SsangYong Still on Track to Survive
According to a report by just-auto.com, the reorganization plan submitted by SsangYong comprises reduced involvement from its biggest shareholder, SAIC Motor, and mentioned that the amount of shares owned by the Chinese company might be reduced to 11.2 percent. The other shareholders will be affected as well, with a three for one reduction currently on the table.
"Technically this is a debt that has to be dealt with in the same way that other creditors have been, many of whom have exchanged debt for equity," he says.
"But corporate bondholders simply look at the situation from a 'financial return' basis and will always object to the first offer made in order to try and get a better deal," Williams maintains.
"And ultimately the court has the right to ignore their request and issue a 'compulsory performance order' under their jurisdiction to enforce the ruling made. To be balanced and fair they have decided to consider a revised offer before making a final ruling."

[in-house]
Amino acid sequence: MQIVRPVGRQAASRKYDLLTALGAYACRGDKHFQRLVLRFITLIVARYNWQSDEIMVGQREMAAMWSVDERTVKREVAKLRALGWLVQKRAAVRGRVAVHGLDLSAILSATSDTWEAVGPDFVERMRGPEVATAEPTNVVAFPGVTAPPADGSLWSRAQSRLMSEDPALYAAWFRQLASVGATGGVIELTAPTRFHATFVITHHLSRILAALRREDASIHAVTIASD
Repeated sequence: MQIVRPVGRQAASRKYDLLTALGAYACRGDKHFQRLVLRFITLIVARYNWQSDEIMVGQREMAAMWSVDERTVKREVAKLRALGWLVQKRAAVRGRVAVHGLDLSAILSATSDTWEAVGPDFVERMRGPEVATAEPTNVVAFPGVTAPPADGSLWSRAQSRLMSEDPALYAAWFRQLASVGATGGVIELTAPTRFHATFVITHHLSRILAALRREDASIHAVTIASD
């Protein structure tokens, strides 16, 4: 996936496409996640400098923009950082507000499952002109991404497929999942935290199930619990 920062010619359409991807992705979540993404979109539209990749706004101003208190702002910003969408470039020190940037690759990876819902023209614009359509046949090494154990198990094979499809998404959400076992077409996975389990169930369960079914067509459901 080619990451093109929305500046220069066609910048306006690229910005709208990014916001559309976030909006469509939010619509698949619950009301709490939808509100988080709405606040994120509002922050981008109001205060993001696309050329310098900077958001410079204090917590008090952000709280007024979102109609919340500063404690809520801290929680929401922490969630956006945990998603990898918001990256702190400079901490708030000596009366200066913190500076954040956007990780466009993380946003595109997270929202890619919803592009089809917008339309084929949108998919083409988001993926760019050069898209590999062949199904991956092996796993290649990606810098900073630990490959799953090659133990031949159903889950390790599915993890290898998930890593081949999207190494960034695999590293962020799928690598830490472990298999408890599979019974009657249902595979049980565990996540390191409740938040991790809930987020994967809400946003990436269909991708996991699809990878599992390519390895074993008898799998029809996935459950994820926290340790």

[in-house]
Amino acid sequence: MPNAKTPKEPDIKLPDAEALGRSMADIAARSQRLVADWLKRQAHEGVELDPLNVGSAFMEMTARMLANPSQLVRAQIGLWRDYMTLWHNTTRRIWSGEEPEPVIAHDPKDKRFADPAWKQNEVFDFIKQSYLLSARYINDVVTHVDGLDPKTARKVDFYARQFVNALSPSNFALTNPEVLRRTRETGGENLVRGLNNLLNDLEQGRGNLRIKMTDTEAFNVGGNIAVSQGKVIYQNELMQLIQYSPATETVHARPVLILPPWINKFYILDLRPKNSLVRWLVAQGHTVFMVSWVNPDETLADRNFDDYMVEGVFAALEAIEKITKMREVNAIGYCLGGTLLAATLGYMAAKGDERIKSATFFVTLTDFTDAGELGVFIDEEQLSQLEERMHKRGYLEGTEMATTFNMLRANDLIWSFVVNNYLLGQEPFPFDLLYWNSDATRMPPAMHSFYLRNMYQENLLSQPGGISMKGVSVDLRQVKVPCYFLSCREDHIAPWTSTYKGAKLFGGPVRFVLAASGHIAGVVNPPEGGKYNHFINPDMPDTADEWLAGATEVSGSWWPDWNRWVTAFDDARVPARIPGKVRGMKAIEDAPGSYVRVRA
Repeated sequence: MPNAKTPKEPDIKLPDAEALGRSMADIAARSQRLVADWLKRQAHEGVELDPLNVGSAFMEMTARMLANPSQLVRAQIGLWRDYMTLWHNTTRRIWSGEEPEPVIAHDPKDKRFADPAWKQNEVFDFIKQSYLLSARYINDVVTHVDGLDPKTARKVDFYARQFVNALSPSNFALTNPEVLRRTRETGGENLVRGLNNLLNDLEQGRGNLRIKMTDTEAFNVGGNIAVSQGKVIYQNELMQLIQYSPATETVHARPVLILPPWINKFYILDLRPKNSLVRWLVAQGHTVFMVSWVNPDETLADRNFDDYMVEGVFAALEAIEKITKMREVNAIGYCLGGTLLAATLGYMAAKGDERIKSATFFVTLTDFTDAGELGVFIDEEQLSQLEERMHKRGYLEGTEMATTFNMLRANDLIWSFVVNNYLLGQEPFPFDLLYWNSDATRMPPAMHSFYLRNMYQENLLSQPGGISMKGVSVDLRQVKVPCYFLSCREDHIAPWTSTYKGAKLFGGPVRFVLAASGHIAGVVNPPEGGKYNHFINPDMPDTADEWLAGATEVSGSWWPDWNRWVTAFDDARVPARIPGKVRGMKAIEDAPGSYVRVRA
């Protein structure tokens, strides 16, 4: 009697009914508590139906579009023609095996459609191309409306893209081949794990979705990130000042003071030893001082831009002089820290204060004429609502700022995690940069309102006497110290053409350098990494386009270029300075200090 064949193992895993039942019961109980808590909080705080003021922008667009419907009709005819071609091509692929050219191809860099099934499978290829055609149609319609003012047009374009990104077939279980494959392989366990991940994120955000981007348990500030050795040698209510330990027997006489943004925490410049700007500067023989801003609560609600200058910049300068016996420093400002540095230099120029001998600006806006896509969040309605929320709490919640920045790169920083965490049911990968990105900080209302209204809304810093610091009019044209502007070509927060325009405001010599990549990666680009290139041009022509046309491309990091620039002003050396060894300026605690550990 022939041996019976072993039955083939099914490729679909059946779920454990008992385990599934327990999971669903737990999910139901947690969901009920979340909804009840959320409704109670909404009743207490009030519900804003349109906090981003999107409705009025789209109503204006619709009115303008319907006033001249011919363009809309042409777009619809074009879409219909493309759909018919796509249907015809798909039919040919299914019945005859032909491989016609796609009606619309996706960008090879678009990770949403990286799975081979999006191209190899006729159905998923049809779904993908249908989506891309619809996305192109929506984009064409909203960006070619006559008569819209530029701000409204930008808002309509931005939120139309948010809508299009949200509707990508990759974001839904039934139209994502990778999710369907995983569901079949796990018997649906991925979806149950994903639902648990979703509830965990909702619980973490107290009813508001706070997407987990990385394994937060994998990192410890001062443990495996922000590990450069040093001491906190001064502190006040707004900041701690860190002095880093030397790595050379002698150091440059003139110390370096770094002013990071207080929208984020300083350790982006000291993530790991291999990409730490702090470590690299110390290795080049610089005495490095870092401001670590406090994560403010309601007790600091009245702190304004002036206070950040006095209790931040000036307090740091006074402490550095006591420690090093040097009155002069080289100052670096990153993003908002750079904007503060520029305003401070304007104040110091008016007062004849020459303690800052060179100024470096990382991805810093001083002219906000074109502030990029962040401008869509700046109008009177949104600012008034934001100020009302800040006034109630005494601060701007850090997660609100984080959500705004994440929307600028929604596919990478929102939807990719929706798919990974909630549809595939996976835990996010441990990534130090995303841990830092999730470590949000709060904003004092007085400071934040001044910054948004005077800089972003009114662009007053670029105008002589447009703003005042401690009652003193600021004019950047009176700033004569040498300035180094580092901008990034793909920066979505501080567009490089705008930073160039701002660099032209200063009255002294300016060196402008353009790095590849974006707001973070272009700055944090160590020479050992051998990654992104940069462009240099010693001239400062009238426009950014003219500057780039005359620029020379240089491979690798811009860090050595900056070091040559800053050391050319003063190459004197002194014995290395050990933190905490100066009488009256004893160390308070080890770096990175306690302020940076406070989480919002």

Williams believes that the Korean court will most likely approve the business plan as the proposal basically meets all requirements. "We are on the right track to shortly seeing Ssangyong's turnaround business plan approved and ready for implementation," Williams says. "We just have to be a little bit more patient."